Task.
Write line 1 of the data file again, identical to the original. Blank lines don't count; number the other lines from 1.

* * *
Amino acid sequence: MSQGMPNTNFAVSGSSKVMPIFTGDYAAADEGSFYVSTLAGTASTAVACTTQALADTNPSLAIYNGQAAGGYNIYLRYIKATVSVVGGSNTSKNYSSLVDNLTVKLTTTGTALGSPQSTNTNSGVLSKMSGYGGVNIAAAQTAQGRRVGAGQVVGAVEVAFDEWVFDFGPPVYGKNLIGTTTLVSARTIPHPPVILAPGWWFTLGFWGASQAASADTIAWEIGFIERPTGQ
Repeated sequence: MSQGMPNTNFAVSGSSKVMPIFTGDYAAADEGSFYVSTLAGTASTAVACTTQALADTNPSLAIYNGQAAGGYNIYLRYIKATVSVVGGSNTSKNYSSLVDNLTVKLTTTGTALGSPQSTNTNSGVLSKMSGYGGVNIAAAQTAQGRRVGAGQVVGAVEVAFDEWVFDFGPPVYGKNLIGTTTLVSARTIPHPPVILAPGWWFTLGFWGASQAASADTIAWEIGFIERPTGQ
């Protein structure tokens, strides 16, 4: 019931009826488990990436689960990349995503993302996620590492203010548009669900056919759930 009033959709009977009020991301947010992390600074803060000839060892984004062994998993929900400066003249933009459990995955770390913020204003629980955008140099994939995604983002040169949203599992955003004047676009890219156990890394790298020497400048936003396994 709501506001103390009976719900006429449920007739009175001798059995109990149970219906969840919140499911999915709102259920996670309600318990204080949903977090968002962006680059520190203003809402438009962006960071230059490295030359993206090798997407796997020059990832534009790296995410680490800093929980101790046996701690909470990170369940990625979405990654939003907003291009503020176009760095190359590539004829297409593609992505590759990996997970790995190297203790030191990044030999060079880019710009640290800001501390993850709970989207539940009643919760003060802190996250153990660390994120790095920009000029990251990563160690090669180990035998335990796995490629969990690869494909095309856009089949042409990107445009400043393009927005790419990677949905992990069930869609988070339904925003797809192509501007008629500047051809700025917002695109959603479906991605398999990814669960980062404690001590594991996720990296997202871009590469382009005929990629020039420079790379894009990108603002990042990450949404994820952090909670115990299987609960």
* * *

Amino acid sequence: MSQGMPNTNFAVSGSSKVMPIFTGDYAAADEGSFYVSTLAGTASTAVACTTQALADTNPSLAIYNGQAAGGYNIYLRYIKATVSVVGGSNTSKNYSSLVDNLTVKLTTTGTALGSPQSTNTNSGVLSKMSGYGGVNIAAAQTAQGRRVGAGQVVGAVEVAFDEWVFDFGPPVYGKNLIGTTTLVSARTIPHPPVILAPGWWFTLGFWGASQAASADTIAWEIGFIERPTGQ